Temporary cold-weather shelter for Lawrence homeless continues search for new location; some are camping in freezing temperatures

photo by: Nick Gerik

First United Methodist Church, 946 Vermont St., is pictured Sunday, Dec. 15, 2019.

Updated at 3:20 p.m. Tuesday

A temporary cold-weather shelter for the homeless continues to search for a new building to house the program.

Last week, the Lawrence Winter Shelter announced it would stop operating at the First United Methodist Church and close until it could find a new location. LWS coordinator Kristi Hill said Tuesday that the program, which relies on volunteers and donations, has been in touch with some churches but has not yet found a church to host the program.

“If there is a church that’s willing to at least hear from me, they can email us,” Hill said. She said the program was looking for a church in the downtown area for transportation reasons.

City code allows religious organizations to operate temporary shelters for the homeless without a special-use permit under certain capacity restrictions. Specifically, religious institutions can use their buildings for emergency overnight shelters for as long as four months out of the year. The shelter can have up to 20 occupants, consisting of 15 shelter clients and five support staff members. A special-use permit can be requested if the organization wants to exceed those limits.

The program said in an announcement Thursday that the church had been gracious to allow it to operate there but that the number of homeless people in need had been more than expected and more than was agreed upon with the church.

The Rev. Tom Brady of First United Methodist said that the church did not ask the program to leave. However, he said, First United Methodist did ask the program to follow the agreement it had made with the church, which called for the shelter to stay within the 15-person limit in the city ordinance, among other requirements. Brady said that the agreement also called for the program to open only on nights when the temperature was below freezing and, for safety reasons, to not accept people who had been banned from the Lawrence Community Shelter. He said the program was welcome to continue operating out of the church as long as it followed the agreement.

“We are still willing to take 15 and stay within the ordinance,” Brady said. He added that some people were coming to the LWS program instead of going to the community shelter, and that the program was meant to provide temporary, cold-weather overflow and not be an alternative to the community shelter.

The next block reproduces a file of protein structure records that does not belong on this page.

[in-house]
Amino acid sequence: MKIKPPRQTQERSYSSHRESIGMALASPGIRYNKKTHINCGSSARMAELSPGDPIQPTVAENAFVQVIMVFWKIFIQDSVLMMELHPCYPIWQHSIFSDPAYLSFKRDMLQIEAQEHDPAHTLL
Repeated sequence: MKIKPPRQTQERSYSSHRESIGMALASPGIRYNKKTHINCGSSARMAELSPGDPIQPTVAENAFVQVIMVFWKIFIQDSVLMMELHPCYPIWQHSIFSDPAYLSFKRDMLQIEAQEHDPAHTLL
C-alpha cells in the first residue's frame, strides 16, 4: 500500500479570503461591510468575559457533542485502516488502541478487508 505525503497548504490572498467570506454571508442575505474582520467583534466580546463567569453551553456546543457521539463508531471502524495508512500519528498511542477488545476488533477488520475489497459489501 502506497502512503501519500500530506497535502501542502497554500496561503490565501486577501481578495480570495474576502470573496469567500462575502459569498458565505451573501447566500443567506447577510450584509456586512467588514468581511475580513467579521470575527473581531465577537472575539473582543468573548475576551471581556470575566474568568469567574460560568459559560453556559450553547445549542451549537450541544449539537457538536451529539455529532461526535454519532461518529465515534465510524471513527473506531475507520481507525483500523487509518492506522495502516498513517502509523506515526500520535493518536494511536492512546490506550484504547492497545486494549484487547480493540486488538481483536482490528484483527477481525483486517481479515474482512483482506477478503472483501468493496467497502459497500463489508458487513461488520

In a recent letter to parishioners, which Brady shared with the Journal-World, he writes that the number of guests allowed, as well as the ratio of volunteers to guests, had created unsafe circumstances. He said the church assumes the liability and responsibility for the program.

Hill said that when the LWS first opened in December, the weather was milder and capacity wasn’t as much of an issue. However, she said that when winter storms hit in January, 30 or more homeless people showed up at the church’s door looking for a place to sleep. She said she could not in good conscience turn people away.

After the program left the church, Hill said that she worked with the Drop-in And Respite (DARE) Center, Bert Nash Community Mental Health Center and the Lawrence Community Shelter to find overnight shelter for the people who had been using the LWS. She said some people were able to stay at the community shelter or make other temporary arrangements, but arrangements could not be made for everyone and eight people were provided with tents for camping. She also said some people had been banned from the community shelter or did not want to stay there.

“I met with every single person that stayed with us on Thursday and got a plan at least, just so that people had somewhere to be or go, and that included tents,” Hill said.

After a budget shortfall led to a capacity reduction at the community shelter and left many homeless people sleeping outdoors, the shelter and several local organizations and community members helped to establish the LWS program, which opened on Dec. 15. On Jan. 14, the Lawrence City Commission voted unanimously to provide the community shelter an additional $31,000 this year to temporarily increase its cold-weather capacity until mid-April. The additional funding was allocated to enable the shelter to increase capacity by 15 beds on nights when the temperature drops below 40 degrees.

The community shelter’s executive director, Renee Kuhl, said in an email to the Journal-World Monday evening that the shelter has now added the additional beds and has a capacity of 105. Kuhl did not immediately respond regarding when those beds were first opened up or whether the shelter currently has any space available.

Hill noted that the LCS, Family Promise and the Willow Domestic Violence Center all help provide emergency shelter in Lawrence. However, Hill said that there will always be a need for a temporary winter shelter and she thinks the community needs to plan ahead to provide one next winter.

“I do think the county and the city need a second tier of support,” Hill said.

Hill said any religious organizations in the downtown area interested in hearing more about the Lawrence Winter Shelter program can email the program at lawrencewintershelter@outlook.com.


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